The appellate court reasoned that  the U.S. Supreme Court has consistently interpreted the Federal Arbitration Act as establishing a “federal policy favoring arbitration agreements.”  It also cited an earlier ruling in which the appeals court  concluded that in Title VII jurisprudence “pattern-or-practice” simply refers to a method of proof and does not constitute a “freestanding cause of action.”  Chin v. Port Authority of New York, 685 F.3d 135, 148 (2d Cir. 2012).

The arbitration clause in question states the Plaintiffs claims will be “finally settled by arbitration in New York City before, and in accordance with the rules . . . of, the New York Stock Exchange, Inc. (“NYSE”) or . . . the  National Association of Securities Dealers (“NASD”). If both the NYSE and NASD decline  to arbitrate the matter, the matter will be arbitrated before the American Arbitration Association  (“AAA”) in accordance with the commercial arbitration rules of the AAA. You agree that any  arbitration decision and/or award will be final and binding.”

Goldman’s appeal was supported by briefs from the U.S. Chamber of Commerce and the Securities Industry and Financial Markets Association. Parisi had support from the NAACP Legal Defense and Education Fund and the National Women’s Law Center.

The case is Parisi v. Goldman Sachs & Co, 2nd U.S. Circuit Court of Appeals, No. 11-5229.

When Workplace Bullying is Illegal

blackandwhiteWhat is the  difference  between workplace bullying and illegal harassment?

The major difference is that no law at present prohibits workplace bullying –  despite the fact that workplace bullying can severely impact an employee’s emotional and physical well-being.  And most other industrialized countries have enacted laws or regulations that address workplace bullying.

However, bullying  can become illegal when it creates a hostile or abusive work environment in violation of  federal or state civil rights laws, including Title VII of the Civil Rights Act of 1964.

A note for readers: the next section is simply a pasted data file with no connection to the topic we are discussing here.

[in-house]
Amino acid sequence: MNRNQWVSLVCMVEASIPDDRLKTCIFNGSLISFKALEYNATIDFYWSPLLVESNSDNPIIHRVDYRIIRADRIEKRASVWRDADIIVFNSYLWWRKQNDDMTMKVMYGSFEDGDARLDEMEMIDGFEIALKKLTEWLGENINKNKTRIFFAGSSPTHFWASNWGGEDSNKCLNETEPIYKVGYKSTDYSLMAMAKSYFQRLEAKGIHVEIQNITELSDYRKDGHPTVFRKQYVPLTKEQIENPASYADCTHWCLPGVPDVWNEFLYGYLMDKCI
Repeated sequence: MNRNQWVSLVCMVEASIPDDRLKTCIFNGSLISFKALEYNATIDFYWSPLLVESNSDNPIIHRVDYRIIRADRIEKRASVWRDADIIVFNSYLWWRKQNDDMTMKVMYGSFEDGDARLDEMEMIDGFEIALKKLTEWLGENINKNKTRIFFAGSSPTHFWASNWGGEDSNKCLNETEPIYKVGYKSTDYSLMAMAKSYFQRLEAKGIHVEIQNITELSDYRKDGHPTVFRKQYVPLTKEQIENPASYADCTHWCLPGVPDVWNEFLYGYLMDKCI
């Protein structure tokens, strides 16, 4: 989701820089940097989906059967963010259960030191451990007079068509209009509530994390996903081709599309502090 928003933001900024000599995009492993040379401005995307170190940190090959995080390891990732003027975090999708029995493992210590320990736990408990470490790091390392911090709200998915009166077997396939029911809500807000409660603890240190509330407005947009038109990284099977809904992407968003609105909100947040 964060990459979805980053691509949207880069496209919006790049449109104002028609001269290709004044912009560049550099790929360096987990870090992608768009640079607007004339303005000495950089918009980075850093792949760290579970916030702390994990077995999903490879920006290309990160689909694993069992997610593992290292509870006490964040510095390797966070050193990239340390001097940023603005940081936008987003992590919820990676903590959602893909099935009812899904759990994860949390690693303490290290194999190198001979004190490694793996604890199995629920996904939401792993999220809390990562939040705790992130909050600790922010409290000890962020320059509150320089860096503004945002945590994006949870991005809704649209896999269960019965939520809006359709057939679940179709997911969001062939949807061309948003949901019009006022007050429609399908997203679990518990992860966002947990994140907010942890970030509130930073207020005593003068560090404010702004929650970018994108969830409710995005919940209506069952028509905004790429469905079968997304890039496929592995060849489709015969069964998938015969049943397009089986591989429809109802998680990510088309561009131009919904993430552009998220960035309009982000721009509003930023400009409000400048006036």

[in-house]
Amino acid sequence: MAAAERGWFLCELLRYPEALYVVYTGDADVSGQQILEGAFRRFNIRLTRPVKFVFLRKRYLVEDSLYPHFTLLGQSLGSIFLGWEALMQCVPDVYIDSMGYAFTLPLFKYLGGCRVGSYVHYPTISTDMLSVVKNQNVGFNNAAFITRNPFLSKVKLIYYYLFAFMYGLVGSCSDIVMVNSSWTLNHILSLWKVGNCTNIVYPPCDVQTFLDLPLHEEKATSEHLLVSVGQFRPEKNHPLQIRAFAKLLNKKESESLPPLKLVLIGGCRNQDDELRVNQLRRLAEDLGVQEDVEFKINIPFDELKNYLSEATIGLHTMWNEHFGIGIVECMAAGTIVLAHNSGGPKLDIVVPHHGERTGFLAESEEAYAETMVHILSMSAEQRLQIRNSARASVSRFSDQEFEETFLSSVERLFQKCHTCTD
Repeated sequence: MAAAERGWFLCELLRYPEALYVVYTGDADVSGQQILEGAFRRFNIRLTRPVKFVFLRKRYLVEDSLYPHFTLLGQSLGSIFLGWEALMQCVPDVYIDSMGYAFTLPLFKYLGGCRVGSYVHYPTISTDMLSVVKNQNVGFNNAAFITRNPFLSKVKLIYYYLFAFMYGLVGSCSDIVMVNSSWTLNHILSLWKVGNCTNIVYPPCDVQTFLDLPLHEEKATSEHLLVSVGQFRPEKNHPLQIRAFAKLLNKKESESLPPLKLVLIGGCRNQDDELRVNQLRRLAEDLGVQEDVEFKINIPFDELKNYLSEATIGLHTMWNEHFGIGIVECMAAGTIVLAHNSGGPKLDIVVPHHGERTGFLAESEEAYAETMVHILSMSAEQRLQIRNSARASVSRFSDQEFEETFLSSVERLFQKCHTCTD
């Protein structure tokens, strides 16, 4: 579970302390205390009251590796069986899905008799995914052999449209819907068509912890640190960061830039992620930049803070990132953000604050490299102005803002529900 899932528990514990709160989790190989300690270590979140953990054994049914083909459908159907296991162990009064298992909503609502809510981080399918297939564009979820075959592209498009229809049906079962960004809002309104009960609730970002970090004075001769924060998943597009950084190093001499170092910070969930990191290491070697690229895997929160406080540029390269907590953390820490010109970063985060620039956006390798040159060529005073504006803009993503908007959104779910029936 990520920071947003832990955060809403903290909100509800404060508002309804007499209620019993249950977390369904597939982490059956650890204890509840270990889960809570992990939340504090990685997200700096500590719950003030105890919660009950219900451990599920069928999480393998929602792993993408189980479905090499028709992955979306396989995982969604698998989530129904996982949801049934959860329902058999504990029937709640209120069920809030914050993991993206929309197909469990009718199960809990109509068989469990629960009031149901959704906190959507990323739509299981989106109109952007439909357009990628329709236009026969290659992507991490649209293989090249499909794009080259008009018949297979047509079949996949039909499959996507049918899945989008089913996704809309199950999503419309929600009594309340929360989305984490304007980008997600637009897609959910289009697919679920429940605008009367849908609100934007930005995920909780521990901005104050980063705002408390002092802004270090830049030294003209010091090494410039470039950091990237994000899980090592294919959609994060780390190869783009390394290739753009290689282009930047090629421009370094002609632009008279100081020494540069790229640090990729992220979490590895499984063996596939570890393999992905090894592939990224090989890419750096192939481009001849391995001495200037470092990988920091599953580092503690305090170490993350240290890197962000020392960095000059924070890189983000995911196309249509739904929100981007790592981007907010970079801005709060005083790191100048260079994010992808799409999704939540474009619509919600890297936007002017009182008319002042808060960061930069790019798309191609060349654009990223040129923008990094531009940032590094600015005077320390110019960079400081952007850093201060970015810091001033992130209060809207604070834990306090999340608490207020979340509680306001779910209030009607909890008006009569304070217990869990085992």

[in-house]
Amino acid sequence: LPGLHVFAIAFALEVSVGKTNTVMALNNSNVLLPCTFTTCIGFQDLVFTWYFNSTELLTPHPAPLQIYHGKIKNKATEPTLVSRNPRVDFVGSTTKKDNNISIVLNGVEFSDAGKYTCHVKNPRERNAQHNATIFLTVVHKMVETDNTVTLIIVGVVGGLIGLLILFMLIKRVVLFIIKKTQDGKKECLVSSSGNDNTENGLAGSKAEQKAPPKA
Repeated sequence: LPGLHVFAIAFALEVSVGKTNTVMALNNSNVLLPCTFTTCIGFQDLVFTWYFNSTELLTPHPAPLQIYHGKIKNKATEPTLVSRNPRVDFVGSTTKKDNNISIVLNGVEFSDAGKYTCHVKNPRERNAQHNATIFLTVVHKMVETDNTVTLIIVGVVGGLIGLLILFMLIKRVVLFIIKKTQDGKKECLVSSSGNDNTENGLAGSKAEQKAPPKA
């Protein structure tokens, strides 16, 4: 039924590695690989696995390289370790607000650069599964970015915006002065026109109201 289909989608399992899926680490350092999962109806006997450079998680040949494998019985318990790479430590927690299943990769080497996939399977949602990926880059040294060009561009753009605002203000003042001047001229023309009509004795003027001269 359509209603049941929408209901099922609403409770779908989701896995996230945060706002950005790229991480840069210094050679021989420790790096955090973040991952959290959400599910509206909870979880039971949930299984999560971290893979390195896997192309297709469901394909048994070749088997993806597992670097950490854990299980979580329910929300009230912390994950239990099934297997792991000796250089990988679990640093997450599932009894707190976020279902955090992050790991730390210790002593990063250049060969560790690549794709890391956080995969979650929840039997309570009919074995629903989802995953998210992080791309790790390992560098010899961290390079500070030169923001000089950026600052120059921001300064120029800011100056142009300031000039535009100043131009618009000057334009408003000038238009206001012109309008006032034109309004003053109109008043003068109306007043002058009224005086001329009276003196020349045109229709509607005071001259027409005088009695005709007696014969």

Generally, two factors must exist:

  •  The harassing conduct must create a “hostile work environment.”
  •  The harassing conduct must be directed toward a characteristic that is protected under  federal and state  civil rights laws.  Title VII makes it an unlawful employment practice for an employer to discriminate against any individual with respect to his compensation, terms, conditions, or privileges of employment, because of such individual’s race, color, religion, sex, or national origin.

Therefore, workplace bullying may be illegal if it creates a hostile or abusive work environment and it is directed toward an individual who has protection under federal and state civil rights laws on the basis of race, sex, religion, national origin, etc.

What is a hostile work environment?  The U.S. Supreme Court says a hostile work environment  is a workplace that is permeated by discriminatory intimidation, ridicule, and insult that is sufficiently severe or pervasive as to alter the conditions of a victim’s employment and to create an abusive working environment.  Harris v. Forklift Sys., 510 U.S. 17 (U.S. 1993).  The Court has repeatedly said that Title VII  does not prohibit simple teasing or a merely offensive utterance.

NOTE:  A  target of illegal harassment does not have to suffer a nervous breakdown to gain the protection of Title VII. The U.S. Supreme Court says that as long as the environment would reasonably be perceived and was perceived as hostile or abusive, there is no need for it also to be psychologically injurious. The court says psychological harm could be taken into account but is not required by the statute.

To sum up,  there may be no substantive difference between  the conduct that constitutes serious workplace bullying and the conduct that is acknowledged under the law to create an illegal hostile or abusive work environment.  The harassing conduct can be identical, with the exact same devestating  result.

The significant difference between serious workplace bullying and illegal harassment  is a legal distinction pertaining to  the characteristics of the  target of the conduct.

Nevada State Sen. Richard Segerblom has proposed making Title VII “status blind” so that the law provides a remedy for  all targets of a hostile or abusive workplace, whether or not they fall within a category that is now  protected under the law.